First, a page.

The Anglosphere Responds to the Threat of China | Opinion

In the aftermath of America's catastrophic withdrawal from Afghanistan last month, international alliances appeared to be creaking dangerously. Trust between NATO partners dissolved and the so-called special relationship between the U.S. and the U.K. was put into cold storage. All of this came while the rapacious Chinese government was making ever darker threats toward Taiwan.

Occasionally in world affairs, however, a pleasant surprise comes upon us.

The announcement of AUKUS—a pact between Australia, the U.S. and U.K. to build nuclear-powered submarines in the face of growing Chinese aggression—has stunned and delighted many observers of world affairs. The only duff note in the chorus of approval is being sung by the French, whose $50 billion diesel-electric submarine deal with Australia appears to have bitten the dust as a result of the new agreement.

Through the turbulent years leading up to and following the U.K.'s Brexit referendum in 2016, those of us who wanted to quit the EU argued unstintingly in favor of the positive benefits of the Anglosphere—that is to say, the common values that spring quite naturally from a shared language. To our opponents, we were small-minded isolationists for holding this view. Yet our intention was anything but isolation. America's decision to embark on a defense and security relationship with Australia, helped by Britain, proves this perfectly.

By disentangling itself from the EU, Britain has left behind an institution first envisioned in the 1950s to deal with problems that ended decades ago. NATO faces a similar handicap. It, too, was established in the immediate postwar period to protect non-communist states from the perceived menace of the Eastern bloc, a problem that evaporated with the fall of the Berlin Wall in 1989. The fact is that China, under President Xi Jinping, poses new and different dangers. The increasing militarism of Beijing's communist regime has set alarm bells ringing amongst Western strategists for several years. America knows that scaling up the capabilities of its neighbors is one way of confronting this challenge.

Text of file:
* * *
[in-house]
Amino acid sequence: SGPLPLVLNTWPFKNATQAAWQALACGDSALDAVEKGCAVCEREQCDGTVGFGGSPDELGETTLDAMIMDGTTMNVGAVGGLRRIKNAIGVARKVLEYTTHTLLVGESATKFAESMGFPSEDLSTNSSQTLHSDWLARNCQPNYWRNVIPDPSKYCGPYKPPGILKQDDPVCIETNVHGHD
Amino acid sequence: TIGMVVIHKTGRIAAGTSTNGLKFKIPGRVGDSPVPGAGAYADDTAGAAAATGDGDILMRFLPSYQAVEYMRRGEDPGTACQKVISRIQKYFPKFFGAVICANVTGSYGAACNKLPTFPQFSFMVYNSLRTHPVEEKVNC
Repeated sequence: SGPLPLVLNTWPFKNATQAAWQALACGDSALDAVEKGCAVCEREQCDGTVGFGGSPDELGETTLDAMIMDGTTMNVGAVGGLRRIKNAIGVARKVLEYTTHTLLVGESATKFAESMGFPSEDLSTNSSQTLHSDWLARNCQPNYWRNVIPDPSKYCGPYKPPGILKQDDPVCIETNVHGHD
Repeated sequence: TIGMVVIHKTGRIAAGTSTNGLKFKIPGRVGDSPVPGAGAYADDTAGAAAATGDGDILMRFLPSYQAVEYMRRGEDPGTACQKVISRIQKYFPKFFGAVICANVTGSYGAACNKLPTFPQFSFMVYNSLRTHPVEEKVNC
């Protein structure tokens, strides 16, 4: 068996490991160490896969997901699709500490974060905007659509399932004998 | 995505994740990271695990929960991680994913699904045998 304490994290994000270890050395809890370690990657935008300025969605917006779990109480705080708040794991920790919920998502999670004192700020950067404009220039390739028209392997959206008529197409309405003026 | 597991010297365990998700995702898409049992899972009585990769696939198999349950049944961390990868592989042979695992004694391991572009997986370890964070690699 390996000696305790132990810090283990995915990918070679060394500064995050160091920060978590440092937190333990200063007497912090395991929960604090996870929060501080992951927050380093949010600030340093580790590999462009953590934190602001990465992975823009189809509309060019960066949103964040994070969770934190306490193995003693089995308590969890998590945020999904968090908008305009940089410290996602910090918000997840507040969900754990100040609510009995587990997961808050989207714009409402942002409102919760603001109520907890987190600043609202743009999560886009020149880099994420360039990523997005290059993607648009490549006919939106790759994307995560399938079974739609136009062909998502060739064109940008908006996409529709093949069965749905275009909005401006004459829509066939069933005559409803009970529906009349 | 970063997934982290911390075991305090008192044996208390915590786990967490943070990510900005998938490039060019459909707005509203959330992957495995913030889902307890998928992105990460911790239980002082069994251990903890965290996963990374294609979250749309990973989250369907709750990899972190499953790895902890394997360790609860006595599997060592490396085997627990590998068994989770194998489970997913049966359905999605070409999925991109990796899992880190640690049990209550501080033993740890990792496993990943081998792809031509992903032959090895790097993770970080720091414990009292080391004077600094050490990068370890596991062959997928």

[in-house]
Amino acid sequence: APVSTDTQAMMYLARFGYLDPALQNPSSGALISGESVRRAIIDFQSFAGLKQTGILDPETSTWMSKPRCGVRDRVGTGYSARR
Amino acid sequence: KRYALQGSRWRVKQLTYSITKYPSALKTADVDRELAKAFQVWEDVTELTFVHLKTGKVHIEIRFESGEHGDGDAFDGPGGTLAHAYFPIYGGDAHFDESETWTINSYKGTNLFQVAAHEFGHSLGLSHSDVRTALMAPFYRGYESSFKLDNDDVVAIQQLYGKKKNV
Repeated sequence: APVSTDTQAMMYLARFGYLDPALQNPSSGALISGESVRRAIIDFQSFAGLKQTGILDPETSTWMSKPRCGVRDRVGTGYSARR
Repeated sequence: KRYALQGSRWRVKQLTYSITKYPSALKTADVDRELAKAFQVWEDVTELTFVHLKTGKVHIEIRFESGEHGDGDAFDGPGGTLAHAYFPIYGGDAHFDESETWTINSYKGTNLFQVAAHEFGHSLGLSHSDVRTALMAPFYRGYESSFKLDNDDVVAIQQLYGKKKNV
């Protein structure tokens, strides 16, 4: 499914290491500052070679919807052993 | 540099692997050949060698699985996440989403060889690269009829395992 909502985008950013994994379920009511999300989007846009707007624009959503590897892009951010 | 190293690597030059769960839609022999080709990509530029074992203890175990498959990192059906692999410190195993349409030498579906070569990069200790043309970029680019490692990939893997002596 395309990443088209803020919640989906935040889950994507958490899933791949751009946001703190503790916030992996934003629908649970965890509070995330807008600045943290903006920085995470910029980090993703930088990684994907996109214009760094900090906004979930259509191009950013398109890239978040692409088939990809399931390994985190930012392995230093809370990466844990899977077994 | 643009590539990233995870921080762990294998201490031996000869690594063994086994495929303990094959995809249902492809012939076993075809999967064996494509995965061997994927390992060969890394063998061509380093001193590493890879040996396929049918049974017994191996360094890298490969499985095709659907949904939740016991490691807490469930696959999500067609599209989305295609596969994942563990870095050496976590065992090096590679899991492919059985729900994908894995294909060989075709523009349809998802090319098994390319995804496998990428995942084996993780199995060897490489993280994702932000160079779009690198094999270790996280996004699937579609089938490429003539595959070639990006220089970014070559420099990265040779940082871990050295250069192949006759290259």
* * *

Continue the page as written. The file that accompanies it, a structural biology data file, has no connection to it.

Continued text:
US-Australia agreement
US Secretary of State Antony Blinken (R) and Australian Foreign Minister Marise Payne arrive to address the press at the State Department in Washington, DC, on September 15, 2021. Nicholas Kamm / POOL / AFP/Getty Images

China's naval capability has more than tripled over the last 20 years. The build-up is of such magnitude that it adds the equivalent of the size of the Royal Navy to its battle force every single year. Historians may note that the rapid growth of the German Navy before 1914 was a very good indicator of the horrors to come. The construction of airstrips on contested territories in the South China Sea and the bellicose threats to the independence of Taiwan have worried me for some time. Biden's recent disregard for NATO shows he and his advisers were not able to answer the questions posed by China's escalating operations.

The addition of nuclear-powered submarines, aided by the U.S. and the U.K., to the Australian Navy comes at a very significant moment. Unlike the old diesel-powered submarines, these machines can stay underwater for many months at a time and are much harder for a potential enemy to detect. They are also faster than previous submarines. In addition to building them in conjunction with one another, the three countries have agreed to work together on artificial intelligence and other defense technologies. In every regard, then, this is a 21st-century deal between states whose people not only speak the same language and share so much culturally, but who also see the threat of China for what it is.

The French government has made clear its anger at the AUKUS pact. "It's a stab in the back. We had established a trusting relationship with Australia, and this trust was betrayed," French foreign affairs minister Jean-Yves Le Drian said in an interview on Thursday. Le Drian added he was "very bitter about this break-up." France has stated the increased need to build an EU military, the same sentiment expressed by EU Commission president Ursula von der Leyen in her State of the Union speech to the European Parliament this week. But if an EU Army is ever mounted, it will never be effective. European countries do not have the appetite to spend the money required, and traditionally neutral countries like Sweden, Ireland and Belgium will object to it anyway. Proper defense from an EU fighting force is nothing but a Walter Mitty dream.

The only dent in last night's dramatic and welcome announcement came when Joe Biden appeared not to know the name of Australia's prime minister, Scott Morrison. Bafflingly, the president referred to him instead as "that fella down under." Just as the EU and NATO are out-of-date institutions, President Biden, who is soon to be 79, is not fit for his office either. But at least his generals and admirals are. Let us hope that China sees this pact for what it is: the Anglosphere realigning to protect liberty and freedom in the world.

Nigel Farage is senior editor-at-large of Newsweek's "The Debate" platform.

The views expressed in this article are the writer's own.